COVID-19: Negative returns – looking for the positive?

Despite well formulated investment strategies and appropriate investment advice, no trustee could have foreseen the impacts of COVID-19 on financial markets globally. Whilst history suggests that a strong recovery is likely within a relatively short period after large market corrections, it is still too early to know the impact of COVID-19 on members’ retirement plans.

If your SMSF has experienced some negative returns, there may be an opportunity to ensure member benefits are restored in the most tax effective manner. Particularly if members are approaching retirement and do not have the luxury to wait for markets to recover.

A member’s superannuation interests comprise two components — the tax-free component and the taxable component. Under the proportioning rule, when a superannuation benefit is paid as either a lump sum or as a pension, the trustee must split the benefit between these two components. Members cannot select their tax components.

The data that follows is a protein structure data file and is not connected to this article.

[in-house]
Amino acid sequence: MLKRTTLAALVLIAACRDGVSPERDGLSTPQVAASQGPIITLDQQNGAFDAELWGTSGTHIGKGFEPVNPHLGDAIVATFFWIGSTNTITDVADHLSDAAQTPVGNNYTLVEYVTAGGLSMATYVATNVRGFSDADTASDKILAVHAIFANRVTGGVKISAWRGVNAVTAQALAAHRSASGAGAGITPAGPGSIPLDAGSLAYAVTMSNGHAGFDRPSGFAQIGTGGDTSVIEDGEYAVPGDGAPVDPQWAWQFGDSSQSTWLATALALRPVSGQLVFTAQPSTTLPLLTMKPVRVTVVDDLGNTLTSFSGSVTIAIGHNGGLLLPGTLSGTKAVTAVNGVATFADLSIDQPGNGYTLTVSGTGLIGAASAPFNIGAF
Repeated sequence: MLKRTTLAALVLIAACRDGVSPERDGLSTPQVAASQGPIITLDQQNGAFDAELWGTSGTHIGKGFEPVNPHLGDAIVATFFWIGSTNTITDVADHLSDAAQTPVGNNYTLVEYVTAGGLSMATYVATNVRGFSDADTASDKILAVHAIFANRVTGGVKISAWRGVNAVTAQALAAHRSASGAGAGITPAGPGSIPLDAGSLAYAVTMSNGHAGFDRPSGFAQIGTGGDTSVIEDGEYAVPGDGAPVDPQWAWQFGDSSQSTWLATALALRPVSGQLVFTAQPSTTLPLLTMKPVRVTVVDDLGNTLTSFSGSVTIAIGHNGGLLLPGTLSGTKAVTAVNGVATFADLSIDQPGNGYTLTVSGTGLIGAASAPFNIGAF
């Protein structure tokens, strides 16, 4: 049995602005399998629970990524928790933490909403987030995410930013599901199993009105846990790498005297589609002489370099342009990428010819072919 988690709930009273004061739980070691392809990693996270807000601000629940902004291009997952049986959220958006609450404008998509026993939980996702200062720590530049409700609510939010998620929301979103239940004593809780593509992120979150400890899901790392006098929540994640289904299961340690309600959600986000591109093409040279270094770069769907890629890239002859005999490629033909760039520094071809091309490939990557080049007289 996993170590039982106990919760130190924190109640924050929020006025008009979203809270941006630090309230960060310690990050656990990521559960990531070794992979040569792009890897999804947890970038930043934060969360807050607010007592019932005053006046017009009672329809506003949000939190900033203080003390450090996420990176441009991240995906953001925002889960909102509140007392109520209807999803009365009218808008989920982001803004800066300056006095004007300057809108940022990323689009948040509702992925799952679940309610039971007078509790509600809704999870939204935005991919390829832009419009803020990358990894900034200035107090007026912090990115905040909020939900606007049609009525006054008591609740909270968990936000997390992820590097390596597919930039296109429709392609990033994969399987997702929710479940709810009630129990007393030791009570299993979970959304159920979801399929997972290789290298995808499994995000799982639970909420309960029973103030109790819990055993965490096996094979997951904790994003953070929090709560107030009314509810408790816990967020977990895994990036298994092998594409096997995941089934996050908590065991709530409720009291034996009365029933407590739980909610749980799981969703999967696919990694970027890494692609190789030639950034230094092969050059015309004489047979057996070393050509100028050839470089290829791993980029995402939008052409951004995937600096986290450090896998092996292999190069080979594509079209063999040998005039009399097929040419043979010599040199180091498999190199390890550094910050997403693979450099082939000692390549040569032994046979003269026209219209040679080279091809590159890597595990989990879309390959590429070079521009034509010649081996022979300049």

If a member has an accumulation interest, their tax-free component is based on a prescribed formula. All residual benefits, including all investment earnings, then make up their taxable component. By the same token, any negative returns reduce their taxable component until it is exhausted before notionally reducing the tax-free component.

Where the value of a member’s account falls so that it is less than their prescribed tax-free component, any notional or temporary reduction in the dollar value of a member’s tax-free component can be recouped.

In essence, whilst a member’s balance remains less than their prescribed tax-free component, they are able to restore their tax-free component. This presents an opportunity to reclassify what would ordinarily be treated as taxable component as tax-free, until a member’s prescribed tax-free component is restored. For example:

  • Investment earnings can be treated as a tax-free component.